Commander of U.S. Africa Command Gen. Carter F. Ham, USA, testified to the House Armed Services Committee on April 5, 2011, that “U.S. Africa Command assists in developing the capacity of individual West African states and encourages regional security cooperation.”
Ham noted the regional cooperation by Gulf of Guinea states to improve maritime security. “Nigeria, by virtue of its location, population, significant gross domestic product, and oil reserves is a major power in the region, and one of the continent‘s most politically and economically significant states. Nigeria provides regional leadership through the Gulf of Guinea Commission and Economic Community of West Africa States. Nigeria, along with Ghana and Senegal, are emerging in West Africa as critical partners essential to our efforts to enhance stability and security in this important region.”
“Africa‘s long-term growth, stability, and economic prosperity is largely dependent on our partners‘ ability to develop capable and professional militaries that are subordinate to civilian authority, respect human rights, and adhere to the rule of law,” Ham said. “There are no short cuts to growth and stability in Africa; we must shape our efforts with an understanding of the continent and patiently sustain our efforts over time.”
Ham said a prosperous and stable Africa is strategically important to the United States. “An Africa that can generate and sustain broad-based development will contribute to global economic growth and vitality – a long-standing American interest. Prosperity and stability in Africa will ensure that it does not become a haven for those who wish to do harm to our citizens and our interests – both in the homeland and abroad.”
Resources and vulnerabilities
A U.S. National Intelligence Council report, Global Trends 2015: A Dialogue About the Future With Nongovernment Experts, states that, “West Africa will play an increasing role in global energy markets, providing 25 percent of North American oil imports in 2015.” The report also notes the Gulf of Guinea has larger offshore oil reserves than the Persian Gulf.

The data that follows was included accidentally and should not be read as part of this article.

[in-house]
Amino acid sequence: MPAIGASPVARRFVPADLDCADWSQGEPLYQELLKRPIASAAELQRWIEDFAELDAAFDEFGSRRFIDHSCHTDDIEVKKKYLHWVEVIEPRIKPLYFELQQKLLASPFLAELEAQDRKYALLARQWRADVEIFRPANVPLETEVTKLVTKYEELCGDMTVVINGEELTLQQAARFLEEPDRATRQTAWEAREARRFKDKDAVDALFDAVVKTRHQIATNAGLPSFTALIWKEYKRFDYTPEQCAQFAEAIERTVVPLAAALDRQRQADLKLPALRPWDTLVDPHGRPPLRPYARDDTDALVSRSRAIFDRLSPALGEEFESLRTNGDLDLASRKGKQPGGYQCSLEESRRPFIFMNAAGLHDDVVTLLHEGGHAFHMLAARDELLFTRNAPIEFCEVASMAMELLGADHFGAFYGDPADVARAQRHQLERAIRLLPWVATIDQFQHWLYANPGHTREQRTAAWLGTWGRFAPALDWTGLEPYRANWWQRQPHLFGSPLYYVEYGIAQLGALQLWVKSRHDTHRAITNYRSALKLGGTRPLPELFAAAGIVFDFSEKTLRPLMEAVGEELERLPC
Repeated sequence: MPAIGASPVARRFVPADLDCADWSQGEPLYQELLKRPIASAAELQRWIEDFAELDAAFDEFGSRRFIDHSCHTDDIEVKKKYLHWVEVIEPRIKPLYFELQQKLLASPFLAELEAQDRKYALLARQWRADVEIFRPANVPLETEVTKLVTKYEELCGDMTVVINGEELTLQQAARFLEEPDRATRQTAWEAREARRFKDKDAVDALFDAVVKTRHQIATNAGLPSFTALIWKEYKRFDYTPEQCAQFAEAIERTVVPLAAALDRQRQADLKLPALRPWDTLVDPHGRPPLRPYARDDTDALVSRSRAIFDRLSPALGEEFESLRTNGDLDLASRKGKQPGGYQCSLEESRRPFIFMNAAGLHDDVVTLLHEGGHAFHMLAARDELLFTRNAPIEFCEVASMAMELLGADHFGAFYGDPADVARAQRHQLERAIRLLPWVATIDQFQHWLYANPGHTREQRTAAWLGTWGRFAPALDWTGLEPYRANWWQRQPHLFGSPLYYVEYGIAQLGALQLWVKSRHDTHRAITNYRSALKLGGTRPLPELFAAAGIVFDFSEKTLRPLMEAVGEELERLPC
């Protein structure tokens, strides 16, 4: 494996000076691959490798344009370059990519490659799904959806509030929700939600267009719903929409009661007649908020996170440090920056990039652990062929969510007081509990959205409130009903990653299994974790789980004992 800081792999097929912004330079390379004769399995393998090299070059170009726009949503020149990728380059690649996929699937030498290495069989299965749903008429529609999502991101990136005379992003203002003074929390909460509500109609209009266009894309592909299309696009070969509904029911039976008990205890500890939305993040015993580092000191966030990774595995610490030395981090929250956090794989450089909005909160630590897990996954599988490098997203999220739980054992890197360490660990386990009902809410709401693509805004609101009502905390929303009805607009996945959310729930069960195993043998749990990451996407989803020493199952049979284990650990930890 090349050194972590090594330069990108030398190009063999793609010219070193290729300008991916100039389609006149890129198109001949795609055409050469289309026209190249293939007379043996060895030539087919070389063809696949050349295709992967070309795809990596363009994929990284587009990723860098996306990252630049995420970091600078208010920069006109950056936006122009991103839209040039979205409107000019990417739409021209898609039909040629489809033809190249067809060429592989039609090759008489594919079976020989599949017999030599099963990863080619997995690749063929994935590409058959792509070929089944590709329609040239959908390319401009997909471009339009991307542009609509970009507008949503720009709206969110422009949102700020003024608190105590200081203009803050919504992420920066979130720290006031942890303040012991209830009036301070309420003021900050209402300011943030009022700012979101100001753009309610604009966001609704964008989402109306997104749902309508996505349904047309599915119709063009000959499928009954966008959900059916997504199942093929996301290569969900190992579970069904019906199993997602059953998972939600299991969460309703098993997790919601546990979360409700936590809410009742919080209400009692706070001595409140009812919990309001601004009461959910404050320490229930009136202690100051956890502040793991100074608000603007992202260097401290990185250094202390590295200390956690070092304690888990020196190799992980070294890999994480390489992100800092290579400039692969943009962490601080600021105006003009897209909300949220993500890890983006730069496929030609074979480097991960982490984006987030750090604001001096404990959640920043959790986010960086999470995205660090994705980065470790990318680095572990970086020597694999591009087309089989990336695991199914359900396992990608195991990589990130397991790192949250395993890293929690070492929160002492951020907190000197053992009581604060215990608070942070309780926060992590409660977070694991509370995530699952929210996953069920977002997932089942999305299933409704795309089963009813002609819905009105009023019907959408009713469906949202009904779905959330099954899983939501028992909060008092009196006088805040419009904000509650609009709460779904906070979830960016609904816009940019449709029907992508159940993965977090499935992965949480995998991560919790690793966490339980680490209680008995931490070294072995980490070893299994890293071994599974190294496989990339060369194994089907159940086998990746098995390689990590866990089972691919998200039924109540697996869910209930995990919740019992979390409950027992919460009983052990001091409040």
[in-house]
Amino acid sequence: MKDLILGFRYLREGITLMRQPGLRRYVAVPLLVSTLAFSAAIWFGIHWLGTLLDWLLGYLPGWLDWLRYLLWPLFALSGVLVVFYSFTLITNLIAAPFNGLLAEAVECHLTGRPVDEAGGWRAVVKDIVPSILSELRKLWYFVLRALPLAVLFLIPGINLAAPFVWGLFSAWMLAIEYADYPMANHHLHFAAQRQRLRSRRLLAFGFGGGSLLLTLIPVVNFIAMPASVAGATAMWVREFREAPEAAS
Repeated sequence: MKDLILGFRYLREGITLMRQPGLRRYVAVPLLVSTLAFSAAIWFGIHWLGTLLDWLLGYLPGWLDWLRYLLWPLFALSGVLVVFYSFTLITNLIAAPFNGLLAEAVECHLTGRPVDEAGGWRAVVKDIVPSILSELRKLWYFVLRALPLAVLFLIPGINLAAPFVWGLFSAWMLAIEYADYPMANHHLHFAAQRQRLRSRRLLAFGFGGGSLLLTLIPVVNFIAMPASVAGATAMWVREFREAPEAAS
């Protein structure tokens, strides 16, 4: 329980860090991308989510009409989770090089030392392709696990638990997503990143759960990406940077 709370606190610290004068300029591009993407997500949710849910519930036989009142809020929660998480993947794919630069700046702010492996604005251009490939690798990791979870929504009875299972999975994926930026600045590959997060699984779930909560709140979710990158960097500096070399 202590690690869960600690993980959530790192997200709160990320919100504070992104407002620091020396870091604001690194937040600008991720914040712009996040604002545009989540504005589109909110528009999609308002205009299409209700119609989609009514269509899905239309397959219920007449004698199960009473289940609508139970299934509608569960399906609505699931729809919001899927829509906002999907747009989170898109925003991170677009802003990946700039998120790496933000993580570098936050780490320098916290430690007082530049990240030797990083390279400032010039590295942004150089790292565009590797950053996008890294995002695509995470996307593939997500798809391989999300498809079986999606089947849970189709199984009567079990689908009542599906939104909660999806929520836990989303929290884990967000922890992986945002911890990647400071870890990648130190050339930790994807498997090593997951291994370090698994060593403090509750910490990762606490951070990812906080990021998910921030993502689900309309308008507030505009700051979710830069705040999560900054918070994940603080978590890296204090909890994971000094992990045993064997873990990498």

“There is growing awareness that the vast resources and potential in the Gulf of Guinea are being undermined by multifaceted domestic, regional and international threats and vulnerabilities,” writes Raymond Gilpin in “Enhancing Maritime Security in the Gulf of Guinea,” published by the U.S. Naval Postgradutate School. “Rather than contributing to stability and economic prosperity for countries in this sub-region, pervasive insecurity in this resource-laden maritime environment has resulted in more than $2 billion in annual financial losses, significantly constrained investment and economic prospects, growing crime and potentially adverse political consequences. Historically, the concept of security has had two broad characteristics in many African countries. First, security has been associated with the perpetuation of a regime and not necessarily the welfare of a country and its inhabitants. Secondly, the focus has been primarily land-centric, because regime security has seldom had a maritime dimension. Consequently, maritime security arrangements in the Gulf of Guinea are under-resourced and have received scant policy attention.”
Gilpen says a number of recent national and regional initiatives suggest a paradigm shift, as African countries, commercial entities, non-governmental organizations, and other stakeholders increasingly recognize the wide-ranging benefits of enhanced maritime security.
Capt. Edward Lundquist, USN (Ret.) was the co-chair of the 2011 IQPC OPV Asia Pacific Conference.